Montana Senator Mark Blasdel was worried this would happen. As his sports betting bill, SB 330, was making its way through the Montana Legislature alongside a lottery bill and a parimutuel sports betting bill, he voiced concern that Governor Steve Bullock would not support the legislation he set forth.
“Obviously, I think he leans toward the lottery version, but we’ve been pointing to the lottery getting a pretty good head start on us, and I’ve shown him data that shows that there is a benefit to having both options,” Blasdel told Sports Handle in April.
Turns out he was right to be concerned.
Different bill made MT first to legalize in 2019
On Friday, the same day Bullock made Montana the first state in 2019 to legalize sports betting, he also vetoed Blasdel’s SB 330, which passed in the legislature, and would have invited multiple commercial operators in bars and taverns. Bullock signed only HB 725, which legalizes sports betting and puts the state lottery in charge. A third parimutuel sports betting bill never made it out of the state legislature.
Stakeholders lent their support to all three bills, and many hoped to see sports betting legalized at least two different ways, creating more competition in an open marketplace. Had Bullock signed the two bills that landed on his desk, consumers would have been able to compare odds and offerings from different operators. Instead, consumers will be limited to one provider, from the Lottery’s supplier Intralot. Licensees will be allowed to offer betting via mobile devices only to patrons located on premises.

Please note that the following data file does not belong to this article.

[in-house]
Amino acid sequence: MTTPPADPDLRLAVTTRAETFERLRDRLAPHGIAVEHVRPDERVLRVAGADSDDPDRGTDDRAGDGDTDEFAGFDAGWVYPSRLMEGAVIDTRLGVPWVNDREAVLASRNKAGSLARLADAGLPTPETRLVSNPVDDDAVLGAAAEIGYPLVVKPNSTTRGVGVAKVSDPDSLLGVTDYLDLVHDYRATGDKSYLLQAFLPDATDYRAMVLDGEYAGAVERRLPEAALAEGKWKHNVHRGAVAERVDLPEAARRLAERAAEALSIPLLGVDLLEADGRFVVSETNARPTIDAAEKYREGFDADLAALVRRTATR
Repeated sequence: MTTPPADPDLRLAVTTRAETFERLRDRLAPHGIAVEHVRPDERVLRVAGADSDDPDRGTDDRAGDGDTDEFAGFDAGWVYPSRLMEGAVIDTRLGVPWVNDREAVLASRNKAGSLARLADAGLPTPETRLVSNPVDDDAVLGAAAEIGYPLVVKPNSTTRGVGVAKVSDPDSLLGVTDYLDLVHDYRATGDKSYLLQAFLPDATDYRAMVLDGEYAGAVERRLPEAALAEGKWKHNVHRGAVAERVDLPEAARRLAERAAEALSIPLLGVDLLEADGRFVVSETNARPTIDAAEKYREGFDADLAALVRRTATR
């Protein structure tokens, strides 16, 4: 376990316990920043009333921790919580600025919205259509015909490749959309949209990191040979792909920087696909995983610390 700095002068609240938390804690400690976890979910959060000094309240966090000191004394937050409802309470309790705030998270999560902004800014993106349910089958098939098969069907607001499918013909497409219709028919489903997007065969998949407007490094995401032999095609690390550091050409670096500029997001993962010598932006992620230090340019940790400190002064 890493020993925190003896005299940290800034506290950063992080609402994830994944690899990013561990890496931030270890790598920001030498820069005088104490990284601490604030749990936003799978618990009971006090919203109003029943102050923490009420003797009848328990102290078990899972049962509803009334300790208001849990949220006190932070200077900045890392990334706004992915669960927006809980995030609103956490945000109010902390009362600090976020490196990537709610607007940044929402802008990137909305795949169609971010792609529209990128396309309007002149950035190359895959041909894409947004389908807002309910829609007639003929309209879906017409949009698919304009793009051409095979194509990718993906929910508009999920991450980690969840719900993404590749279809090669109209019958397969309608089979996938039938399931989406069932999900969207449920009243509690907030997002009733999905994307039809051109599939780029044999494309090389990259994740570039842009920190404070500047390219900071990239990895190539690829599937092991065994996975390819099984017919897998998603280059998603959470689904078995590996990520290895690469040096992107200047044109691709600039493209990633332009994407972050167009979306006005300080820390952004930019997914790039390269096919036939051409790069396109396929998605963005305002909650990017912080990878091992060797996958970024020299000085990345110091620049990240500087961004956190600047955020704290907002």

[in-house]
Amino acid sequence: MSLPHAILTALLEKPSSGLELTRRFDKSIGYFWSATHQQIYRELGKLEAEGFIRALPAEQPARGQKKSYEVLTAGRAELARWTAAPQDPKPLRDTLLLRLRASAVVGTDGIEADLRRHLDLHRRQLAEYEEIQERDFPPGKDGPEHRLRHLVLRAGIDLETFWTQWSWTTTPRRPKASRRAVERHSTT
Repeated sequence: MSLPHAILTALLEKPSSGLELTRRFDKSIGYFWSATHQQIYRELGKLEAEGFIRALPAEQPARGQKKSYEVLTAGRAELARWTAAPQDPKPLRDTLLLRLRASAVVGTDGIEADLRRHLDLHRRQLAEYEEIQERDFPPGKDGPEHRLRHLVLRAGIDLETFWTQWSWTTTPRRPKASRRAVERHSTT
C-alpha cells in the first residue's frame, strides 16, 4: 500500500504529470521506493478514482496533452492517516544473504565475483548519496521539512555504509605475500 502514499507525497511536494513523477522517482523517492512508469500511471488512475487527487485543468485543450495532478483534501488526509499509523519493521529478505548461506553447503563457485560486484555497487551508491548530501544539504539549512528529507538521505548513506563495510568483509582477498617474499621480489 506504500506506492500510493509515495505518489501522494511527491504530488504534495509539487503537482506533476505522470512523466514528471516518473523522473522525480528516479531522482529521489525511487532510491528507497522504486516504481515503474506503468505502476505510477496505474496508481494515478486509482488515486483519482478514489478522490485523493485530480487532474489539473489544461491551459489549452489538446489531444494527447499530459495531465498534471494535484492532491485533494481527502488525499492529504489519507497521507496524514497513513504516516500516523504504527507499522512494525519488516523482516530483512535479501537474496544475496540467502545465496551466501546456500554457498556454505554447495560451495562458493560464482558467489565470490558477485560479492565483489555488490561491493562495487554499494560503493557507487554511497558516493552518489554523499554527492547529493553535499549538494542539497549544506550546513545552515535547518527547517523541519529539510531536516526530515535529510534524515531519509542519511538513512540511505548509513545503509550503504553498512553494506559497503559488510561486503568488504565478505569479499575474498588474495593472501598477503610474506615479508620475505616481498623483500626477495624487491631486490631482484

Under the lottery bill, sports betting could launch by the fall. Intralot, the Athens, Greece-based lottery and sports betting supplier is working to bolster its U.S. presence. In 2018, the company inked a 10-year, $340 million deal with the Illinois State Lottery.
Montana became the 12th state to legalize sports gambling, when governor Steve Bullock signed a sports betting bill on Friday. Montana is the first state to legalize in 2019. pic.twitter.com/B9N9MzQz28
— Mason Gallina (@mason_gallina13) May 5, 2019
In the end, Bullock signed the bill he thought would most benefit the state and said in his veto letter that he did not believe that Montana could support two models for sports betting. But he did leave the door open to adding a second model down the road.
“For the market to succeed, Montana needs to enter the sports wagering market conservatively-adopting only one of the two models now. If, in two years, the market can tolerate more entrants, then I fully expect the legislature will revisit whether a second model is prudent for our state.
“I have spent a great deal of time considering the pros and cons of both systems. Ultimately, however, the Lottery model makes more sense for Montana. Under the Lottery model in HB 725, the state will have the ability to control, monitor, and protect sports wagering products and players through security and integrity protocols, policies around responsible gaming, and policies to ensure that sports wagering is competitive, transparent, and reliable.”
Lottery targets football-season launch
Stakeholders were disappointed with the decision, according to the Associated Press.
“We’re hopeful that the Legislature will take another look at the private model,” Neil Peterson, executive director of the Gaming Industry Association of Montana told the AP. “We think that’s where sports betting ought to be positioned, not as a government-run operation.”
Montana’s state legislature meets only in odd-numbered years, so it won’t be until 2021 that they can bring a second option to the table. Under the current bill, sports betting would be offered via kiosks at approved locations, and consumers could use mobile devices when they are within range of the kiosk, but not via mobile devices on a state-wide basis.